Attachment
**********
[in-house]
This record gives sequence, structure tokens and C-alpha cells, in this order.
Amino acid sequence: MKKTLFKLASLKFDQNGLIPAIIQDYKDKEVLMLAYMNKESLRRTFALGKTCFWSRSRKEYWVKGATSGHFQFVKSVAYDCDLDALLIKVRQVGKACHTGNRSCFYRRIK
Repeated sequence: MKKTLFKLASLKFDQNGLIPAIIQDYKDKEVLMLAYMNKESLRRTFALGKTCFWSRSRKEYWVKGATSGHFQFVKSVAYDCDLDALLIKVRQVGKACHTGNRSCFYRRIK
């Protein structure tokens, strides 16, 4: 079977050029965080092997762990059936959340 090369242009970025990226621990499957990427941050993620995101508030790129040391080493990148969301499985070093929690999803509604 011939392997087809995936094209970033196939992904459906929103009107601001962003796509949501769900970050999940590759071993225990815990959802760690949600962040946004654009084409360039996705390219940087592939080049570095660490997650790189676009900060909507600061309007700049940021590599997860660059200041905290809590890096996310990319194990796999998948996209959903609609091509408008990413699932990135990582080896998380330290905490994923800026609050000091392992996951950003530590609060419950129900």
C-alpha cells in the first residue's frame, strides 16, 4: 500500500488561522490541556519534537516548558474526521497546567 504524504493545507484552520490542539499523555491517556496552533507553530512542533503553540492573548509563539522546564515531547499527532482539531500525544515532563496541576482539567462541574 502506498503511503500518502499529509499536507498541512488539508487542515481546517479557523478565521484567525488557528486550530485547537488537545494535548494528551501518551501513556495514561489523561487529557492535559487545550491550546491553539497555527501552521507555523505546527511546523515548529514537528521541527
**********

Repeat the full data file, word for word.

[in-house]
This record gives sequence, structure tokens and C-alpha cells, in this order.
Amino acid sequence: MKKTLFKLASLKFDQNGLIPAIIQDYKDKEVLMLAYMNKESLRRTFALGKTCFWSRSRKEYWVKGATSGHFQFVKSVAYDCDLDALLIKVRQVGKACHTGNRSCFYRRIK
Repeated sequence: MKKTLFKLASLKFDQNGLIPAIIQDYKDKEVLMLAYMNKESLRRTFALGKTCFWSRSRKEYWVKGATSGHFQFVKSVAYDCDLDALLIKVRQVGKACHTGNRSCFYRRIK
């Protein structure tokens, strides 16, 4: 079977050029965080092997762990059936959340 090369242009970025990226621990499957990427941050993620995101508030790129040391080493990148969301499985070093929690999803509604 011939392997087809995936094209970033196939992904459906929103009107601001962003796509949501769900970050999940590759071993225990815990959802760690949600962040946004654009084409360039996705390219940087592939080049570095660490997650790189676009900060909507600061309007700049940021590599997860660059200041905290809590890096996310990319194990796999998948996209959903609609091509408008990413699932990135990582080896998380330290905490994923800026609050000091392992996951950003530590609060419950129900």
C-alpha cells in the first residue's frame, strides 16, 4: 500500500488561522490541556519534537516548558474526521497546567 504524504493545507484552520490542539499523555491517556496552533507553530512542533503553540492573548509563539522546564515531547499527532482539531500525544515532563496541576482539567462541574 502506498503511503500518502499529509499536507498541512488539508487542515481546517479557523478565521484567525488557528486550530485547537488537545494535548494528551501518551501513556495514561489523561487529557492535559487545550491550546491553539497555527501552521507555523505546527511546523515548529514537528521541527